So we now know that, as of 2008, African Americans had an aggregate purchasing power estimated at $913 billion, larger than the economy of mineral rich South Africa or oil rich Saudi Arabia – which savvy researchers will tell you used to be part of Africa until European colonialism.
These ball players tend to have closets lined with $200-plus sneakers, very expensive custom-made sport and dress clothing and two or more vehicles valued at more than $150,000 apiece. In addition, these cash-rich, at best mostly under-educated, blood-diamond wearing Negroes latch on to voluptuous, mindless women – spend five minutes watching Basketball Wives on TV to verify – and, as a rule, have a least two “baby mamas.”
In Africa and the Caribbean, potentates and other highly placed elites ride pot-hole marked crumbling main roads and dirt side streets in top-of-the-line Mercedes Benz vehicles and expensive SUVs wearing suits usually made in London, Paris or Rome, some of the playgrounds where they get to cavort with white women.
There are, of course, exceptions throughout the black diaspora but they pale in comparison to the overwhelming numbers of can-do blacks who don’t do. Therefore, real change-making black political and economic development, worldwide, is abysmal, especially when weighted against potential.
Pundits and social faddists of all kinds can wax and wane interminably about one theory or another. However, this writer stays focused on the reality that ignorance and fear dominate the conversation. They are the reaction due to classical conditioning. A sound argument is that it began with the Willie Lynch syndrome during the Trans-Atlantic African slave trade.
The outcome of it all is so very pronounced in black people’s penchant to caress what social scientists call “the reference group.” It is so pervasive that even small black children will choose white dolls with blonde hair and blue eyes over dark dolls with dark eyes and hair. Black children call the dark dolls “ugly” and the white dolls “pretty.”
Creams that can lighten skin are advertised on billboards throughout Africa and somewhat in the Caribbean. Wigs and extensions are big sellers throughout the black diaspora: Black women tend to hate curly black hair that white people named “kinky.” They go to church to praise God, while psychologically hating the way He made them!
Observing Africans, the Western world in recent years began using shea butter, which Africans have used for centuries. The trees are primarily in West Africa but white manufacturers are controlling the world market of products containing shea butter. Soon they will control the land and the trees. Meanwhile, black chemists, industrialists, potential investors and marketers are either on the sidelines or are working to further the wealth development of non-Africans.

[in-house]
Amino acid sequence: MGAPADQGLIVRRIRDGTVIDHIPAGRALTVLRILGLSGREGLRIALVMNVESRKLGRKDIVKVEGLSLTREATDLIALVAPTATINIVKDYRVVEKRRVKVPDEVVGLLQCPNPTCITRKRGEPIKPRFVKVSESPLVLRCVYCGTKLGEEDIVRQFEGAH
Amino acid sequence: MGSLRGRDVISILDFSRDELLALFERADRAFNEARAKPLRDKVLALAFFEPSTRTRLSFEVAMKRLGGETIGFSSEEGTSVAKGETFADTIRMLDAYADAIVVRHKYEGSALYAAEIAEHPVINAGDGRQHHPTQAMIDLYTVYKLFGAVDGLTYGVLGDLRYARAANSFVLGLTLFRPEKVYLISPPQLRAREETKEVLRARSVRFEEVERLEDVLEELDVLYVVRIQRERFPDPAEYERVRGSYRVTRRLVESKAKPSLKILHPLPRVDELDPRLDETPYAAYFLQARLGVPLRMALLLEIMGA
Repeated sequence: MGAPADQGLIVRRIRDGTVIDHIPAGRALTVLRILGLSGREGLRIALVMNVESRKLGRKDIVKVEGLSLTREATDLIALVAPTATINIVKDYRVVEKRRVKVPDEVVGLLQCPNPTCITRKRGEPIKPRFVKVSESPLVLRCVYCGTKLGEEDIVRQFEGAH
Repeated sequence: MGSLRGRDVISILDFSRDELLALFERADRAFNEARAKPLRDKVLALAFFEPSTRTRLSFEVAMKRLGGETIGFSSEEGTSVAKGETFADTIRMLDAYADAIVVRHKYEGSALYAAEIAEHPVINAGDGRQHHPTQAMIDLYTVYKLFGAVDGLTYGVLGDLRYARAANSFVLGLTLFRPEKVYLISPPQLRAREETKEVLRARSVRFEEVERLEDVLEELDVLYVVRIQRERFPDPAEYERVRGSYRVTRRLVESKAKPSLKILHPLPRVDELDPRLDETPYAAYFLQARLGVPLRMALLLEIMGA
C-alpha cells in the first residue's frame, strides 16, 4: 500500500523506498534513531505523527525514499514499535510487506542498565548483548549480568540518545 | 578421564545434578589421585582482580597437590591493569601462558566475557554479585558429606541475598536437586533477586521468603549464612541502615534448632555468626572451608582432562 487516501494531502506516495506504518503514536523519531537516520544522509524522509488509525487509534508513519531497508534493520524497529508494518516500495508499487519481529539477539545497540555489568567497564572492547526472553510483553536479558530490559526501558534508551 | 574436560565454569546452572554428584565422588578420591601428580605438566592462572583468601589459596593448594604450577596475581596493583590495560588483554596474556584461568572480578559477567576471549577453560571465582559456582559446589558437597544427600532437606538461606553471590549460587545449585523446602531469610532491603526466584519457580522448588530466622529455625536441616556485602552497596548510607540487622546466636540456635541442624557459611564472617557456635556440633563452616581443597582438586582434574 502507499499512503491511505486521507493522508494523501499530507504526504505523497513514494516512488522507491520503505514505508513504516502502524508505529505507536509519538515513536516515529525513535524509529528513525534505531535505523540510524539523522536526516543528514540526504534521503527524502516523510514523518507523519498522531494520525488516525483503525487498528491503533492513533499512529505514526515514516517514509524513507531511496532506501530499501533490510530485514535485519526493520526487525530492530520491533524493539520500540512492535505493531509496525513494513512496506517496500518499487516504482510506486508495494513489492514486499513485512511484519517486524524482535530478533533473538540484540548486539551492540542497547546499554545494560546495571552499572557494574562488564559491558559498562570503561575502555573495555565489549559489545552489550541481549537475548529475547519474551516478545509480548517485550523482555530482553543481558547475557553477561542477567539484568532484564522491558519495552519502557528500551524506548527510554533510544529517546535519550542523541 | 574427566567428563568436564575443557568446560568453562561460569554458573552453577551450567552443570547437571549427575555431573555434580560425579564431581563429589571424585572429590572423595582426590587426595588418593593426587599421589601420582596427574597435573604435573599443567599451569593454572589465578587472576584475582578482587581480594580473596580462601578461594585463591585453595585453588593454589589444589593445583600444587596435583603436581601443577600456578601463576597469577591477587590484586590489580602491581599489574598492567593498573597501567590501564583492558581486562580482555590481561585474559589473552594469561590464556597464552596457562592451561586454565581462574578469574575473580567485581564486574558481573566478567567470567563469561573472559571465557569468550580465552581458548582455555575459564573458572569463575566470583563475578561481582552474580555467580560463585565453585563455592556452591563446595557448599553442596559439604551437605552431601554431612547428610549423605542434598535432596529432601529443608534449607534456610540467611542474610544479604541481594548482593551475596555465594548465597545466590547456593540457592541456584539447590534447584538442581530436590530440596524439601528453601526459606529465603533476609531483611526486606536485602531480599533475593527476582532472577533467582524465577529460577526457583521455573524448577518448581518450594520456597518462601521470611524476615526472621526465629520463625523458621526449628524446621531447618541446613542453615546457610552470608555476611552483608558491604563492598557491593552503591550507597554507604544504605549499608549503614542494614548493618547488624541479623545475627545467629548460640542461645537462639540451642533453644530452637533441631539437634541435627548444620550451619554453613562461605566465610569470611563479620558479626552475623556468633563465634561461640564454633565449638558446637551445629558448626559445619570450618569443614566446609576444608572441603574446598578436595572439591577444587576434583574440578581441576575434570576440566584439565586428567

Most of the world’s cocoa comes from Ghana in West Africa. White people, especially, love chocolate, which is a favorite everywhere but in Africa. Most Africans don’t know what cocoa products taste like. All manufacturing of cocoa products, including chocolate candies, ice cream, cocoa drinks, etc., is done in Europe and the Americas. Africans get the pods from trees, open them and extract the cocoa nut for very little pay.
One can say that God was generous with Africa in that he gave it everything that all living things would need for sustenance there. Its wealth of natural resources, even with colonial and neo-colonial exploitation, is yet astounding.
So far, though, Africans both at home and abroad have lost out on all kinds of minerals, including gold, diamonds and other gems, timber, agriculture, commercial fishing, manufacturing, ad infinitum.
The terrifying question is why, if blacks seek to be like white people – the reference group issue – people of African descent don’t amass capital and begin to engage in investing in, manufacturing and marketing African products? Buttressed by what I call “the politics of access,” doors can be opened to coffers of the World Bank, the International Monetary Fund, Wall Street and Washington Capitol Hill policy enhancements that will help facilitate African and African American international trade.
Al Calloway is a long-time journalist who began his career with the Atlanta Inquirer during the early 1960s civil rights struggle. He may be reached at